Tasmanian Connection

The Mercury, Tasmania, Australia – May 12, 2011
by Penny Thow

Hong Kong Philharmonic principal clarinet player Andrew Simon is expected to blow the audience away with his musicianship at the Visiting Artist Series concert at the Tasmanian Conservatorium of Music on Monday. Simon studied at the Juilliard School in New York and debuted at the Weill Centre in the Carnegie Recital Hall complex after winning the Artists International Young Musicians Auditions Clarinet Award. He then went on to establish an international career, appearing as a soloist and lecturer throughout Europe, Asia, and America.

While it is his first visit to Hobart, Simon has a number of connections with the Tasmanian Conservatorium of Music. He studied with the same teacher at Juilliard as academic programs and classical music director Heather Monkhouse and also performed in the Hong Kong Philharmonic with chamber music lecturer and acting convener of strings Jeremy Williams, and is looking forward to renewing his acquaintance with them.

At the conservatorium Simon will perform with Hong Kong pianist Warren Lee and they will join with Williams for the Mozart Trio for Clarinet, Viola and Piano in E Flat. “It’s pretty amazing that we were all born in different continents and end up performing together in a fourth continent,” Simon said. “The trio is also known as the Kegelstatt Trio, which is a reference to bowling or skittles, and you can almost hear the pins dropping at the beginning of the music. It also shows Mozart’s relationship to the clarinet and how much clarinetists owe him. Until Mozart, it was pretty much a background instrument of the orchestra. Mozart began replacing the oboe with the clarinet in later symphonies. He also wrote some unbelievable masterworks for clarinetist Anton Stadler, including this piece. It was a big turning point and changed the whole profile of the clarinet.”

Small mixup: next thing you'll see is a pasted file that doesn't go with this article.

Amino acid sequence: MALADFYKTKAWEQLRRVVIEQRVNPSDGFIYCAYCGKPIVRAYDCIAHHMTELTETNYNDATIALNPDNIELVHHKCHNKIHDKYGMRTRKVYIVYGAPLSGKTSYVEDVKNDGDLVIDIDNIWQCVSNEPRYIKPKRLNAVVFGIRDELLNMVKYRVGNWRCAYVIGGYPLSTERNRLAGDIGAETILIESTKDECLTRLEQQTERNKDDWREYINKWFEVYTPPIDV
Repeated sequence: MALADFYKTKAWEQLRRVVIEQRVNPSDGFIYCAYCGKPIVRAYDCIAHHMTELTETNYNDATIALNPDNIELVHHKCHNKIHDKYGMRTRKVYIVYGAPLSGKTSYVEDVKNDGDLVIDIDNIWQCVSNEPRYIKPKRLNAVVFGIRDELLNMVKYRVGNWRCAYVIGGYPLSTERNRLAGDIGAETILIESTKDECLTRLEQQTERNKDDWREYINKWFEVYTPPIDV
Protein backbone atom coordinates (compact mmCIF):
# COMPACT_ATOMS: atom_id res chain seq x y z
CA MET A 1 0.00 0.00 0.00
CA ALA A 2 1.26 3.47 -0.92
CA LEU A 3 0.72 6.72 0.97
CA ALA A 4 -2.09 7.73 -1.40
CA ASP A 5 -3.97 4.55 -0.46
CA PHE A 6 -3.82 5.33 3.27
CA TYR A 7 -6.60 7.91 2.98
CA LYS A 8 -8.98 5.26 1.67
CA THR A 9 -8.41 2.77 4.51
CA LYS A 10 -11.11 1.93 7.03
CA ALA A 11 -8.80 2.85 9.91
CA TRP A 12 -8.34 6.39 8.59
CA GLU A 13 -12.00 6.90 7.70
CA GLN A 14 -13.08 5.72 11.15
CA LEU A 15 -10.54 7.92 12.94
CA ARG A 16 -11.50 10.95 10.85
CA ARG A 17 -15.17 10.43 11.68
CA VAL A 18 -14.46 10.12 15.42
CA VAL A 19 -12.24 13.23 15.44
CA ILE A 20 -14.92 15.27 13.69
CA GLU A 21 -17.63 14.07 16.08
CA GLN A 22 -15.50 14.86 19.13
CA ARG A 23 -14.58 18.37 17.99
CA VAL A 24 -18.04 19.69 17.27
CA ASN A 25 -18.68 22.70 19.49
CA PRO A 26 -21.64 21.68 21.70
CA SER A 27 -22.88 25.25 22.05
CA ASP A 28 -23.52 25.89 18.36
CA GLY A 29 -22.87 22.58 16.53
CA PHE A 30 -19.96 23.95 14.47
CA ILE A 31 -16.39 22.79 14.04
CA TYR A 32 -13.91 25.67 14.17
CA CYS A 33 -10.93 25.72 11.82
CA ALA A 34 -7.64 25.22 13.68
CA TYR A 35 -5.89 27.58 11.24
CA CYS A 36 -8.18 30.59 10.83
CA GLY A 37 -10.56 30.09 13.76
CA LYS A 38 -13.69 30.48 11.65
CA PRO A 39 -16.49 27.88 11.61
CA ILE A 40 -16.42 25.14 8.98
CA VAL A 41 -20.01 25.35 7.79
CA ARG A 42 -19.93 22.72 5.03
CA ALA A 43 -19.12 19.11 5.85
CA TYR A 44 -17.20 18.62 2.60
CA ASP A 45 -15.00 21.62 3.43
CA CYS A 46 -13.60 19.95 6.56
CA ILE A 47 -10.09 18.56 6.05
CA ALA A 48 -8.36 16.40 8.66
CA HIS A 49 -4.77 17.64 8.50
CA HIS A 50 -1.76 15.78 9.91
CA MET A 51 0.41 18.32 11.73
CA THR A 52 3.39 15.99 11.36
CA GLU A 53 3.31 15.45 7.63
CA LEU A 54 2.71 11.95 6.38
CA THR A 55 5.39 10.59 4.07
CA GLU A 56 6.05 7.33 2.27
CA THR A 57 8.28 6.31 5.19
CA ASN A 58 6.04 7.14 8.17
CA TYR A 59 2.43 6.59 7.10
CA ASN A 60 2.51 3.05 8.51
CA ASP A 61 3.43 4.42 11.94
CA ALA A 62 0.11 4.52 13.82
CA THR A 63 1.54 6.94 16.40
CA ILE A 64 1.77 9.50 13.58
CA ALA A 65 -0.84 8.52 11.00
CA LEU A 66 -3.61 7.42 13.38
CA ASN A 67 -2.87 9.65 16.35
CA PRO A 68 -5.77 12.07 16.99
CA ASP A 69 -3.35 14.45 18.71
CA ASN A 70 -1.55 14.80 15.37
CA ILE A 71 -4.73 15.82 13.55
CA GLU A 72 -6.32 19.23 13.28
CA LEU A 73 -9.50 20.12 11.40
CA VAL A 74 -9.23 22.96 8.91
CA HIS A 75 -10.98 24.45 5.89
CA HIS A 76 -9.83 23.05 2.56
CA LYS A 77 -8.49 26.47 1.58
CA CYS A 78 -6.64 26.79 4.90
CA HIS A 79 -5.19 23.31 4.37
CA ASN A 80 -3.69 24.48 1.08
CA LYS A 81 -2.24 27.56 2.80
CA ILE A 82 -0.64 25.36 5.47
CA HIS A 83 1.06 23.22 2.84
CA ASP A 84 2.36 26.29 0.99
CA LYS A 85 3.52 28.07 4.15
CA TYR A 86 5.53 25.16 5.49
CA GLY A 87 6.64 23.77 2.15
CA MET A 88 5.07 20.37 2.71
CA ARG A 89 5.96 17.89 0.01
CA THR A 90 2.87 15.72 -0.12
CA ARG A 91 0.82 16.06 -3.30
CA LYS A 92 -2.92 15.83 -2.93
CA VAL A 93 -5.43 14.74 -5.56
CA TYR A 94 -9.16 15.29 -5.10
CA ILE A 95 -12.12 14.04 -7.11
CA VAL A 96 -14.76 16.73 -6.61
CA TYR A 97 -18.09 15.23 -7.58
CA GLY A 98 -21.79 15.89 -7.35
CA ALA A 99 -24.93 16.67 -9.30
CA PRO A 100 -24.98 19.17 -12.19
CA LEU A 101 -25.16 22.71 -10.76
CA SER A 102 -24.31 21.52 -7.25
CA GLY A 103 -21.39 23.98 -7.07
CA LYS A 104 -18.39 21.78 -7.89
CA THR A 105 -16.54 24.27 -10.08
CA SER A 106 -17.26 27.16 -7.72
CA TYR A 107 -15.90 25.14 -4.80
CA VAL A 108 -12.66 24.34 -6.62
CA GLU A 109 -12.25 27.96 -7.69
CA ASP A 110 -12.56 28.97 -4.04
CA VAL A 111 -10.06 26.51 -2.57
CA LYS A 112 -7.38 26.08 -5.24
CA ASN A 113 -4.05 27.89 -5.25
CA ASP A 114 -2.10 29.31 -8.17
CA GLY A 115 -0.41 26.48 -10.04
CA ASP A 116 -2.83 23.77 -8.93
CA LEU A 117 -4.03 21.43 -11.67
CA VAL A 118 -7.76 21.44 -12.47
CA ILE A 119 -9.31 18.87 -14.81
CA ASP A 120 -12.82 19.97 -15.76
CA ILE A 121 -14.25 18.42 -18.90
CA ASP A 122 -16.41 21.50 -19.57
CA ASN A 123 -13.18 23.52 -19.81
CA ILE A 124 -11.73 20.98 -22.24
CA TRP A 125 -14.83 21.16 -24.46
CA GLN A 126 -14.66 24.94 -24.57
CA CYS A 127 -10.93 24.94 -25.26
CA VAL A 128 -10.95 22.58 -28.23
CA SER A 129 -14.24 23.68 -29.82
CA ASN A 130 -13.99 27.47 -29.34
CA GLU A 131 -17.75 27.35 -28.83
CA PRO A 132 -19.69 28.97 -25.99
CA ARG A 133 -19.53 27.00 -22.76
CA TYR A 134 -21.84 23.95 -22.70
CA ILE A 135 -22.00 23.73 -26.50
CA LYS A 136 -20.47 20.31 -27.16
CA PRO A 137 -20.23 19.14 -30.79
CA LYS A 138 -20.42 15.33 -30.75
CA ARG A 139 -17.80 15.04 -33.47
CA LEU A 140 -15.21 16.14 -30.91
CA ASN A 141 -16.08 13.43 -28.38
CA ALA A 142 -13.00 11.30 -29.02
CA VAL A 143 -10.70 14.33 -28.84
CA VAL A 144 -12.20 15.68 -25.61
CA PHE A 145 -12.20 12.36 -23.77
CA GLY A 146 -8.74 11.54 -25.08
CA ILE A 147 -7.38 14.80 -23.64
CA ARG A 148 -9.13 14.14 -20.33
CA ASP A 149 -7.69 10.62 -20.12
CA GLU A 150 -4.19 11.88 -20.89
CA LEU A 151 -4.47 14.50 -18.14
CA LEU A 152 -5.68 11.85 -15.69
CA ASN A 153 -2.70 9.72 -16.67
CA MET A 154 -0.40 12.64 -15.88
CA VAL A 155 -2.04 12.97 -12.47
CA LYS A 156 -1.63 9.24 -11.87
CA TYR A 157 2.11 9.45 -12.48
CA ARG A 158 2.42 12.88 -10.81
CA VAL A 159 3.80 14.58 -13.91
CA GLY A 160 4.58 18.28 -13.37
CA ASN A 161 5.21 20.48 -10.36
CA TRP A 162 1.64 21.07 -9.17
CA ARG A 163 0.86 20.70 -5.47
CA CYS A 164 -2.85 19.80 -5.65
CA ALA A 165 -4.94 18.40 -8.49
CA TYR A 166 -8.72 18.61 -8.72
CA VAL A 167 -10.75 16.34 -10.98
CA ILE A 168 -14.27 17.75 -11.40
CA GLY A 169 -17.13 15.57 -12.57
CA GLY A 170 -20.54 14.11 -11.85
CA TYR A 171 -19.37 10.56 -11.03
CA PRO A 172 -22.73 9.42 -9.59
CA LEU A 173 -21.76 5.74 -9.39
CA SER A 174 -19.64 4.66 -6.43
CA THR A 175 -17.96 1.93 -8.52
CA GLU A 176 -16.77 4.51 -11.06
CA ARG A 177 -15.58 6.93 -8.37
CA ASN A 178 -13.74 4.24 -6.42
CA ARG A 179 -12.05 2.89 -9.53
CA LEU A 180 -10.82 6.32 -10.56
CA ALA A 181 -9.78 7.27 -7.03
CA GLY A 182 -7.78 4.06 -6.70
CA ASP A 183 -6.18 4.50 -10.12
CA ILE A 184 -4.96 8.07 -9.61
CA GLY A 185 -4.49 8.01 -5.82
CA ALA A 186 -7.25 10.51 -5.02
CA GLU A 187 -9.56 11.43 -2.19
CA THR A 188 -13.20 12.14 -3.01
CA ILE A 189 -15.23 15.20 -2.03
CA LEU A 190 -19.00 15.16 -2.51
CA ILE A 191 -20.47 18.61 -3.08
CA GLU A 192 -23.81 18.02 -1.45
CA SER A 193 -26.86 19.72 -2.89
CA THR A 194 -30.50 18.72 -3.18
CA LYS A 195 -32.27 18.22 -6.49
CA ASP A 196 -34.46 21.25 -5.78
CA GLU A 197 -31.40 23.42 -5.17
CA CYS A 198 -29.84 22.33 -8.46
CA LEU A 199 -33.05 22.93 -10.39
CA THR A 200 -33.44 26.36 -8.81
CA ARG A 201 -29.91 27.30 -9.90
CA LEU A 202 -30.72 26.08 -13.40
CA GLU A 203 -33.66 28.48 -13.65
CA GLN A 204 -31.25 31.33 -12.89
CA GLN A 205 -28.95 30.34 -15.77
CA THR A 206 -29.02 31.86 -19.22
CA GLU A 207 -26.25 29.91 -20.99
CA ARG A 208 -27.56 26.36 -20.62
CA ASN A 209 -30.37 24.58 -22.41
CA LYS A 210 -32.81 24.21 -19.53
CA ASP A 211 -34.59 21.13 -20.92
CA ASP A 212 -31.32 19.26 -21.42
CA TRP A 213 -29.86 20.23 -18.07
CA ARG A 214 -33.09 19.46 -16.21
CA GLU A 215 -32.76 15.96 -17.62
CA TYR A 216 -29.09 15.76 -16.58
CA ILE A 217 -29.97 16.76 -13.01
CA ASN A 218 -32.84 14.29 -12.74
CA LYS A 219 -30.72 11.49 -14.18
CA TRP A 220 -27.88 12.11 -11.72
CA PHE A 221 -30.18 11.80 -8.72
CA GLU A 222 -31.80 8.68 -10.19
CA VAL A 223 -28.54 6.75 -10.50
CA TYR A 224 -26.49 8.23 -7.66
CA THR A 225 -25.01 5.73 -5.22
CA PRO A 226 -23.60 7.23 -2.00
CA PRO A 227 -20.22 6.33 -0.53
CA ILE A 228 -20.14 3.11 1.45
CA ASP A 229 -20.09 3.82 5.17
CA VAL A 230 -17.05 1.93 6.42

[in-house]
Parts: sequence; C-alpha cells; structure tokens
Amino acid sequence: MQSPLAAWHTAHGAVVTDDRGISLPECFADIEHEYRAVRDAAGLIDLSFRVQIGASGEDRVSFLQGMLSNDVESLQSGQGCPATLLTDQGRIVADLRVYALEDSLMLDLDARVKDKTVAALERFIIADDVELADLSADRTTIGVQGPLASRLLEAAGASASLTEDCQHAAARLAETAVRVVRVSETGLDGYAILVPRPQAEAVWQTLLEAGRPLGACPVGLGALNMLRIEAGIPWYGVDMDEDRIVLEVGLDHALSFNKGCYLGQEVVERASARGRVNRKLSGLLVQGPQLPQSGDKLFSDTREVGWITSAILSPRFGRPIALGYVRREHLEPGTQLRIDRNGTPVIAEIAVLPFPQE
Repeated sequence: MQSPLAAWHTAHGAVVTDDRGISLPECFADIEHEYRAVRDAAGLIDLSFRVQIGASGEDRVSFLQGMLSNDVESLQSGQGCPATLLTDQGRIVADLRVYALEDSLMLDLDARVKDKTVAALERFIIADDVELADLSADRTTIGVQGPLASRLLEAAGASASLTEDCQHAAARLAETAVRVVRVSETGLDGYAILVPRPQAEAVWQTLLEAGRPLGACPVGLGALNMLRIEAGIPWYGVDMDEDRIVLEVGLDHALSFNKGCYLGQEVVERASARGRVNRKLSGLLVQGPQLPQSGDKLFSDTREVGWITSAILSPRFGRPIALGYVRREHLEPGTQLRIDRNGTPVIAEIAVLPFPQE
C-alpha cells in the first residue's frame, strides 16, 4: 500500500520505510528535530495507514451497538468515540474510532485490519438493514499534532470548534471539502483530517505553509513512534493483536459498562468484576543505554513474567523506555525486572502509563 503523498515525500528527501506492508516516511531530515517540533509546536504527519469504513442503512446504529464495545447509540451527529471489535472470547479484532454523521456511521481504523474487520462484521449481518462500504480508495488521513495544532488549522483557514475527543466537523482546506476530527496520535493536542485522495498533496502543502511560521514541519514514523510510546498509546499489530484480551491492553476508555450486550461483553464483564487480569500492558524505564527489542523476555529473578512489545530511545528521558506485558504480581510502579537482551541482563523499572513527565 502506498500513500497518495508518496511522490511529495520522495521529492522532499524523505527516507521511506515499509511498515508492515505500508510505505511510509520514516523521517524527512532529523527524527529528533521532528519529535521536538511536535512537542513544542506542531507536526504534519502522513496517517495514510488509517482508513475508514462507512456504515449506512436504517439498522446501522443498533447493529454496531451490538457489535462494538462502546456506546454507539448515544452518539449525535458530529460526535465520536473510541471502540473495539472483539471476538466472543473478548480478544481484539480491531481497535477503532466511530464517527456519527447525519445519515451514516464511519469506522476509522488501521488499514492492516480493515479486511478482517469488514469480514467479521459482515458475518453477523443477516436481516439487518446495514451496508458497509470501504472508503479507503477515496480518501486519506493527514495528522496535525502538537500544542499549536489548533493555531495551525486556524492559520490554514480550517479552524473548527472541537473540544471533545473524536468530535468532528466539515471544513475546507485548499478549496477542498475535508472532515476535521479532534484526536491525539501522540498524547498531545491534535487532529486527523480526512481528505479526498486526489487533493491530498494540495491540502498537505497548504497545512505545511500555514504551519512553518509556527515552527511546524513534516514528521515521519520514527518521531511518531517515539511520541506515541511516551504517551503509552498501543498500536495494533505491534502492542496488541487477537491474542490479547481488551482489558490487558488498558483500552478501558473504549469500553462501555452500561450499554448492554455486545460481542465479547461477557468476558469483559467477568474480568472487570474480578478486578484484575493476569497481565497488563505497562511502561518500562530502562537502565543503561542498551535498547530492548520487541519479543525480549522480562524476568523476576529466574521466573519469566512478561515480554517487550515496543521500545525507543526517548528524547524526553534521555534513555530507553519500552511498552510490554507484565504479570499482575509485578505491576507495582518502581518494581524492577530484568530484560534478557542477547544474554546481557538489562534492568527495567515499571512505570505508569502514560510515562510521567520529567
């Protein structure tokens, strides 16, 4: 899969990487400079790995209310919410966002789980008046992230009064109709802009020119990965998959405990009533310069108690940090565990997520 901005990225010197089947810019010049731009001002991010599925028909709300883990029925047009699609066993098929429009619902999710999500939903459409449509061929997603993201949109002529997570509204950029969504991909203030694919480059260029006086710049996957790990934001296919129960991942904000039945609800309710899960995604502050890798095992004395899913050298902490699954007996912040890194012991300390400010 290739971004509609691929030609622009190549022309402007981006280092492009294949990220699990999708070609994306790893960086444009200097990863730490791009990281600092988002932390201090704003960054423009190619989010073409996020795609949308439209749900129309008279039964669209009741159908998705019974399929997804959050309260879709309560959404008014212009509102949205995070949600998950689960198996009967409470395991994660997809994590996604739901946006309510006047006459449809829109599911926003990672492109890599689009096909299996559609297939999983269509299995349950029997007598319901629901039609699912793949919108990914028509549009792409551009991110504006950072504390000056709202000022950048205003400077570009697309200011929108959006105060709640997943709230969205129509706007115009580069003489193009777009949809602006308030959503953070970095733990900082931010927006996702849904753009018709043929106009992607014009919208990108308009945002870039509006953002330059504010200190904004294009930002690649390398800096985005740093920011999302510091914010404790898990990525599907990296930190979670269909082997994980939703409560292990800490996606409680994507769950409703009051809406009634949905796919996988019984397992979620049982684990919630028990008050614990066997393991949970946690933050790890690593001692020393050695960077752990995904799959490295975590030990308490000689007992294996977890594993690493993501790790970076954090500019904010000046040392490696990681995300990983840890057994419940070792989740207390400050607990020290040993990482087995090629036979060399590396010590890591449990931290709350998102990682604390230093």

The program will include a performance of Debussy’s Premiere Rhapsody.

“It is an impressionistic work for clarinet and piano which he later transcribed for clarinet and orchestra,” Simon said. “Another work I’ll be playing that I’m very excited about is Carnyx by contemporary Romanian composer Serban Nichifor.  We communicated after I played it at Carnegie then lost touch after the revolution but every time I played it I would mention how concerned I was about what had happened to him. A local billionaire hired a private detective to track him down and gave me his phone number. Since then Serban has added another movement and dedicated the whole work to me.”

The Andrew Simon concert will be at the Conservatorium Recital Hall on Monday at 6pm. Tickets are $10 for adults and $15 concession.

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